Research shows Youth Political Apathy is linked to Leaders’ Aloofness

Posted by on 3rd March 2017

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Mzalendo’s recent research on the civic attitudes and political opinions of Kenyans on Facebook revealed some very interesting facts. While assessing voter apathy was one of the research objectives, we got a glimpse into one of the possible reasons at least among the youth. Over 8300 people responded to the research and 70% of them said MPs are only interested in votes and not in their opinions. Could this mean the youth think it unwise to vote if their opinion is not considered? About 6 million Kenyans are on Facebook, most of them youth as our research confirmed.

Only a mere 3.4 % of the respondents were of the strong opinion that MPs cared about what they think. On the other hand, 65 % of the respondents said MPs do not care about them and 17.2 % remained non-committal. These findings may also explain the recent opinion polls that showed majority voters were planning to send home over half of the current MPs come August. When asked about MPs responsiveness to the public’s needs again the respondents re-emphasized that their leaders didn’t care.

Parliament business in the current session has been heavily affected as MPs miss House sittings to attend to their re-election campaign. Parliamentarians’ behavior supports the public’s claim of MPs aloofness as the latter are inaccessible until the campaign cycle when they’re trying to get re-elected. And still going by our findings the re-connection is not in the interest of the electorate but the candidate who is keener on being re-elected rather than understanding the public needs.

Our findings also revealed that 64.4% of the respondents were likely not to vote in the coming August 8th elections compared to only 10.9% who were very likely to vote. The youth are less interested in the voting exercise as they feel the aspirants have little interest in what they have to say.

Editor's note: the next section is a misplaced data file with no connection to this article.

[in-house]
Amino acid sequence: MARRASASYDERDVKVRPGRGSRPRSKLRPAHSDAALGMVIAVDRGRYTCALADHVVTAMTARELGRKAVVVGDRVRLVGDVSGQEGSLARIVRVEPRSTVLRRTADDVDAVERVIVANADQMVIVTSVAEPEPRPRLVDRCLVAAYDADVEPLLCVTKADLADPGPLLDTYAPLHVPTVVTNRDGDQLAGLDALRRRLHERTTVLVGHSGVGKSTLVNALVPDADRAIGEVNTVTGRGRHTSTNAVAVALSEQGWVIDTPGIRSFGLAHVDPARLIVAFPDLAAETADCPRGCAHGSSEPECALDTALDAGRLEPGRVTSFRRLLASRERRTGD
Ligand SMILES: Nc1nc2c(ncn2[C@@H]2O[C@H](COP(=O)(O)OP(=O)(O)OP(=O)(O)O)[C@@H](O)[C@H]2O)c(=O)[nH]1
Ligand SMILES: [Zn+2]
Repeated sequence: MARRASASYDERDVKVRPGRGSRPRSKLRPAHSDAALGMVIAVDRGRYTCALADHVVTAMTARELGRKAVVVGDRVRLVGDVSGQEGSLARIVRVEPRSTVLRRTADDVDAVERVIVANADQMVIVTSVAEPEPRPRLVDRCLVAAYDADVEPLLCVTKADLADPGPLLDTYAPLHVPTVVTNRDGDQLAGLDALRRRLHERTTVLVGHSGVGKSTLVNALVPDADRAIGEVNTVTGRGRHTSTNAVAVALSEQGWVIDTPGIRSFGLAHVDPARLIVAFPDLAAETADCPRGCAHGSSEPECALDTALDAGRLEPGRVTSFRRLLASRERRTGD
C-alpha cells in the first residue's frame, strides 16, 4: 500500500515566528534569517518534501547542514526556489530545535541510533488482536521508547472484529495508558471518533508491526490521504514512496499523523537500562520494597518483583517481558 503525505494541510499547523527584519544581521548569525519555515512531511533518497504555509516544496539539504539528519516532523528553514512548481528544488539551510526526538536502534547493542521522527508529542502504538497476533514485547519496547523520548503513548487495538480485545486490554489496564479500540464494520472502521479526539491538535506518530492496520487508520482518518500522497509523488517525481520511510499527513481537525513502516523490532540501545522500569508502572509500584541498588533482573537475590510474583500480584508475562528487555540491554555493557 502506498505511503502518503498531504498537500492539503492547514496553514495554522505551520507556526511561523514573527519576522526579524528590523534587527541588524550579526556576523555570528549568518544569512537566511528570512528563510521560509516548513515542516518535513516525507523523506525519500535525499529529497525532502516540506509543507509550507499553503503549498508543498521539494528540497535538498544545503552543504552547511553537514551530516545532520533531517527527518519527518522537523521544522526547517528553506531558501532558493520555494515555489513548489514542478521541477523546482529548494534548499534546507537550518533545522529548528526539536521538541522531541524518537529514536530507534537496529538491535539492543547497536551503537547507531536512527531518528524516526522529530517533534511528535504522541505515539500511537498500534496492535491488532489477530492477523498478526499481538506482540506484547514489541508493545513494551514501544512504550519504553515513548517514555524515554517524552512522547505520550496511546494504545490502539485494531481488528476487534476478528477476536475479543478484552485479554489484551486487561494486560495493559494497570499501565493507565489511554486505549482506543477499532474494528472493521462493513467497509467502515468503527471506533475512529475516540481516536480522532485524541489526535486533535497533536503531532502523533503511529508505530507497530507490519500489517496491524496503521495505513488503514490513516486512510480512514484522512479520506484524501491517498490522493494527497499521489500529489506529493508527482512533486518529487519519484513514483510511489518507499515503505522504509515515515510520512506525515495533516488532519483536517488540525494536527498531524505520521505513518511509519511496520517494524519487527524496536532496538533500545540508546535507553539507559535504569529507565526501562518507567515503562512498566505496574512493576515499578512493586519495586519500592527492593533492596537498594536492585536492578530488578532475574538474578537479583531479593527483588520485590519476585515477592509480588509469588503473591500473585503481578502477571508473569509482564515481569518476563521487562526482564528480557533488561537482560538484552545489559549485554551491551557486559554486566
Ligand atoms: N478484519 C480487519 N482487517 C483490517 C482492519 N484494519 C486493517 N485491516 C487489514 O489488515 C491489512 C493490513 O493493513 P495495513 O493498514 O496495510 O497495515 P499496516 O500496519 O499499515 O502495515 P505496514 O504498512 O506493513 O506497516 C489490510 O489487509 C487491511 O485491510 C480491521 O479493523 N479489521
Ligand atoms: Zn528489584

Interestingly though, was the fact that despite the behavior of our elected leaders, majority youth (55 per cent) say they believe they can affect legislation, although not so much women. The confidence that they can affect legislation is only curtailed by the inaccessibility of the avenues in which they can have their input considered. In order to put this hope alive, Parliament may consider innovative approaches to find ways to include the youth online in the legislative process.

Our findings reveal a very politically informed youth with 86 per cent of the respondents knowing when the elections will be held, their constituencies and their MPs also. Additionally, 70% of the respondents are well informed about Parliament. Moreover, 47.2 % said that they had a good understanding of the political system.

Further, the research results revealed that 55% participants were confident of their capacity to influence legislation. This shows that the youth are craving for forums to give their valuable opinions on matters discussed in Parliament and the governance structure as a whole.

However we realized majority youth are not familiar with the oversight roles of Executive (President), the Legislature, and Governors. This may part be due to scarcity of easy to understand information on this front. This vindicates the accusation that Kenyan citizens are subjected to minimum, if any, civic education hence lack of participation in budgeting and vetting processes. Aspirants to elective offices and incumbents need to take note of these findings as they undertake their election campaigns and plan how to deliver on their future mandate.

The research shows exposing more youth to and other forums with important political information about the country, helps increase their knowledge and improves the quality of their engagement with government and elected leaders. The findings point to a more detached and less informed women, so there’s a need to investigate further why women are disinterested in politics and how to engage them better.

All in all it is clear the youth are quite informed and are interested in playing a key role but are growing suspicious of politicians and therefore appear to distrust the system. The research findings are available here and here.  However, considering that 77 % of the respondents (mostly youth) had already registered to vote by mid-November, we highly encourage them to exercise their democratic right to vote. Actually, this would be a good opportunity to add their voice and send home those leaders they no longer feel care about their opinion and try new leaders.